The Human Rights Advisory Panel has found UNMIK, the UN Mission in Kosovo, responsible for breach of a number of human rights provisions connected with lead poisoning of the Roma population following the 1999 conflict. Under Section 2 of UNMIK Regulation No. 2006/12, t the Panel has jurisdiction over complaints relating to alleged violations of human rights “that had occurred not earlier than 23 April 2005 or arising from facts which occurred prior to this date where these facts give rise to a continuing violation of human rights”.
The facts of the case first launched in 2008 are summarized as follows:
the complainants are 138 members of the Roma, Ashkali and Egyptian (RAE)2 communities in Kosovo who used to reside in the camps for internally displaced persons (IDPs) set up in northern Mitrovicë/Mitrovica since 1999. All complainants claim to have suffered lead poisoning and other health problems on account of the soil contamination in the camp sites due to the proximity of the camps to the Trepca smelter and mining complex and/or on account of the generally poor hygiene and living conditions in the camps. The Trepca smelter extracted metals, including lead, from the products of nearby mines from the 1930s until 1999.
In the recently released decision 26-08 NM etal Opinion FINAL 26feb16 the panel noted at para. 207 that:
the heavy exposure to contamination, coupled with poor living conditions in the camps, a situation which lasted for more than 10 years, three of them within the Panel’s jurisdiction, was such as to pose a real and immediate threat to the complainants’ life and physical integrity. The Panel also considers established the bad health conditions incurred by the complainants, and especially by children and pregnant women, as a result of their prolonged exposure to lead.
Ultimately, the panel found that UNMIK breached articles 2,3 and 8 of the ECHR (including the right to life, the right to be free from degrading and inhumane treatment, and the right to family life), Arts 2, 11, 12 and 23 of the ICESR (including the right to health and adequate standard of living), Arts. 2 and 26 of the ICCPR, and various provisions of CEDAW and the CRC due to the increased risk that pregnant women and children face from lead exposure.
With regards to remedies, the Panel recommended that UNMIK:
PUBLICLY ACKNOWLEDGES, INCLUDING THROUGH THE MEDIA, UNMIK’S FAILURE TO COMPLY WITH APPLICABLE HUMAN RIGHTS STANDARDS IN RESPONSE TO THE ADVERSE HEALTH CONDITION CAUSED BY LEAD CONTAMINATION IN THE IDP CAMPS AND THE CONSEQUENT HARMS SUFFERED BY THE COMPLAINANTS, AND MAKES A PUBLIC APOLOGY TO THEM AND THEIR FAMILIES;
TAKES APPROPRIATE STEPS TOWARDS PAYMENT OF ADEQUATE COMPENSATION TO THE COMPLAINANTS FOR MATERIAL DAMAGE IN RELATION TO THE FINDING OF VIOLATIONS OF THE HUMAN RIGHTS PROVISIONS LISTED ABOVE;
TAKES APPROPRIATE STEPS TOWARDS PAYMENT OF ADEQUATE COMPENSATION TO THE COMPLAINANTS FOR MORAL DAMAGE IN RELATION TO THE FINDING OF VIOLATIONS OF THE HUMAN RIGHTS PROVISIONS LISTED ABOVE;
It is hard to tell at this stage what influence this decision will have. A Chatham House report from 2012 reported that at that date, the UN had not acted on similar recommendations to pay compensation.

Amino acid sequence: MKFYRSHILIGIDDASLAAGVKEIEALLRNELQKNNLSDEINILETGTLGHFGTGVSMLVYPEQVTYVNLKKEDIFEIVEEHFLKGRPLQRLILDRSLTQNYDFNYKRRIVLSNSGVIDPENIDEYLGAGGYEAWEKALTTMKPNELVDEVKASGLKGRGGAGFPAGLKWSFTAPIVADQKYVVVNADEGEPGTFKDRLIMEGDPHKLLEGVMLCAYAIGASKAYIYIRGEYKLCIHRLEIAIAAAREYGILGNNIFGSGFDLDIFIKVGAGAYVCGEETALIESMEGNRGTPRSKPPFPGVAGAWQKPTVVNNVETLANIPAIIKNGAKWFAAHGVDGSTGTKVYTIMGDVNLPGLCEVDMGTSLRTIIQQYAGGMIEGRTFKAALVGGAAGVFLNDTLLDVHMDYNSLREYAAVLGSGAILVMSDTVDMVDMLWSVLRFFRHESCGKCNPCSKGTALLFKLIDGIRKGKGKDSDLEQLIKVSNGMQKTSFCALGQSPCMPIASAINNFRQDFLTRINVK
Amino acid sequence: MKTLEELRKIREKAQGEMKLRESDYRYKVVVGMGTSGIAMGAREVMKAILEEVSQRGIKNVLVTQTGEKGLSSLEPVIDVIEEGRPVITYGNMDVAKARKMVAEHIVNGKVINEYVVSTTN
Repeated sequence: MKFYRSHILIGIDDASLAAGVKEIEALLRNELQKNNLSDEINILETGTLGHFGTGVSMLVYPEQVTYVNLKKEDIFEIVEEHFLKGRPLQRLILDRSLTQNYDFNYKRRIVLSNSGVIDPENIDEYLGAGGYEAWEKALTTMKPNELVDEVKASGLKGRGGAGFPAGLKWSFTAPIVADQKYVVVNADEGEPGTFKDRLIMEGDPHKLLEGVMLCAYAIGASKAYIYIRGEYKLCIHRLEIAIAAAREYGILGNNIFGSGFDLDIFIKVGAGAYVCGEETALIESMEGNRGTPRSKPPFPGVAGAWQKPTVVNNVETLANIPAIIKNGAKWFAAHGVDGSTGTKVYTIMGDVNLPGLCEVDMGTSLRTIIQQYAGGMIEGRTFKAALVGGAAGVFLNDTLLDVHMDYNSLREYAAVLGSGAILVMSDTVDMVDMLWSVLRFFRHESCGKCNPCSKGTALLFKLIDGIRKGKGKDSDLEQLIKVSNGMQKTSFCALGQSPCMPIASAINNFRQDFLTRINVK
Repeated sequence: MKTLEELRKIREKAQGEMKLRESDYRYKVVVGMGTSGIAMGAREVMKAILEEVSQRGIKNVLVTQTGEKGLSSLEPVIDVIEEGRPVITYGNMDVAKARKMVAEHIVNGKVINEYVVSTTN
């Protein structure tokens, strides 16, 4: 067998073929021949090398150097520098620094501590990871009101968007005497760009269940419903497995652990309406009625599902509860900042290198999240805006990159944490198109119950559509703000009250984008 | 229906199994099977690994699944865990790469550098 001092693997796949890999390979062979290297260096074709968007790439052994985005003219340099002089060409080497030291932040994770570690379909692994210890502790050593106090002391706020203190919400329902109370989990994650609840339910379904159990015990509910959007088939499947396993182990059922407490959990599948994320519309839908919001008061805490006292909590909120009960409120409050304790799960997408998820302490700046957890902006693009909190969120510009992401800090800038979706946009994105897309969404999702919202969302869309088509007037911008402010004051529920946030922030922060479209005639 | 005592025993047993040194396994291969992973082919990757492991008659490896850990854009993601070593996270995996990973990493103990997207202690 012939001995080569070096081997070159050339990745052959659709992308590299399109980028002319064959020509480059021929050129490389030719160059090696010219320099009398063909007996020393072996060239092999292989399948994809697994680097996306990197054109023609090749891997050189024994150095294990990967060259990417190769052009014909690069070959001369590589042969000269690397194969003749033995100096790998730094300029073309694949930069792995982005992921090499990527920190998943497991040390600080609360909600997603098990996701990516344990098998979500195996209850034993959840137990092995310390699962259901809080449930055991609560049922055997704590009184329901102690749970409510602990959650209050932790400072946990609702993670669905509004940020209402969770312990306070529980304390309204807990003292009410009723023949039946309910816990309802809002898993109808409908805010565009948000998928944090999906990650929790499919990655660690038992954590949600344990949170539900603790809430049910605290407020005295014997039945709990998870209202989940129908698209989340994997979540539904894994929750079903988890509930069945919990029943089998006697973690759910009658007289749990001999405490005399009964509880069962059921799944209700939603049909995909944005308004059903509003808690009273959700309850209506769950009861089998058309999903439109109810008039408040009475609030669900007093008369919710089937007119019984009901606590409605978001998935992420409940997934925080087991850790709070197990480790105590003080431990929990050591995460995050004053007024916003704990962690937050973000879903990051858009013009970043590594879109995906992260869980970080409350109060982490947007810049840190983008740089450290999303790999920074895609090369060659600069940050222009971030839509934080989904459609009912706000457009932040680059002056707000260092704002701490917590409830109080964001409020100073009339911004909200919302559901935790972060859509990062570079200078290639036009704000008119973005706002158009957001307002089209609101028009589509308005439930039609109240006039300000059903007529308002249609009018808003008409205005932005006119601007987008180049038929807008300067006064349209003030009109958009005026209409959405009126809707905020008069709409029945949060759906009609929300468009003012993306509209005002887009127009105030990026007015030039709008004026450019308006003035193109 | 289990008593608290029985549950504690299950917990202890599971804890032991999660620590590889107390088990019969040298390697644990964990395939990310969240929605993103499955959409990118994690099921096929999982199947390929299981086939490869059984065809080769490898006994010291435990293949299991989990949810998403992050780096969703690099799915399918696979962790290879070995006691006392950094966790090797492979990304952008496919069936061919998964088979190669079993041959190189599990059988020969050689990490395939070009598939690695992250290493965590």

“although the Panel has recommended that UNMIK award ‘adequate compensation for non-pecuniary damage’ to date no compensation has been paid out on the basis of the Panel’s recommendations.”
Nonetheless, the decision creates important precedents in other ways. It is to be contrasted, in particular, with the fate of a decision rendered in 2011 under a different process established by the General Assembly, in which the UN’s immunities blocked the claims. I discuss this decision in a recent article on mass torts against the UN, and copy the relevant paragraph below:
This claim was brought by private claimants to the U.N. under a procedure established by General Assembly Resolution 52/24768 within six months from the time of the injury, asking for compensation and remedies for economic losses. The U.N. rejected the claim on July 25, 2011, stating by letter that the claims “do not constitute claims of a private law character and, in essence, amount to a review of the performance of UNMIK’s mandate . . . therefore, the claims are not receivable.” The U.N.’s response gave no explanation for why these were deemed to be public law claims, other than to note that the claims “alleged widespread health and environmental risks arising in the context of the precarious security situation in Kosovo.” In a more recent communication addressing the U.N.’s position on private torts claims generally, the U.N. added the following justification for its rejection of the Kosovo claim: The claims were considered by the Organization not to be of a private law character since they amounted to a review of the performance of UNMIK’s mandate as an interim administration, as UNMIK retained the discretion to determine the modalities for the implementation of its interim administration mandate, including the establishment of IDP camps.
The merits decision was issued after the case was refiled in October 2011 pursuant to the decision noted above. Significantly, the reasoning was similar to that used to reject the claim against the UN for bringing cholera to Haiti.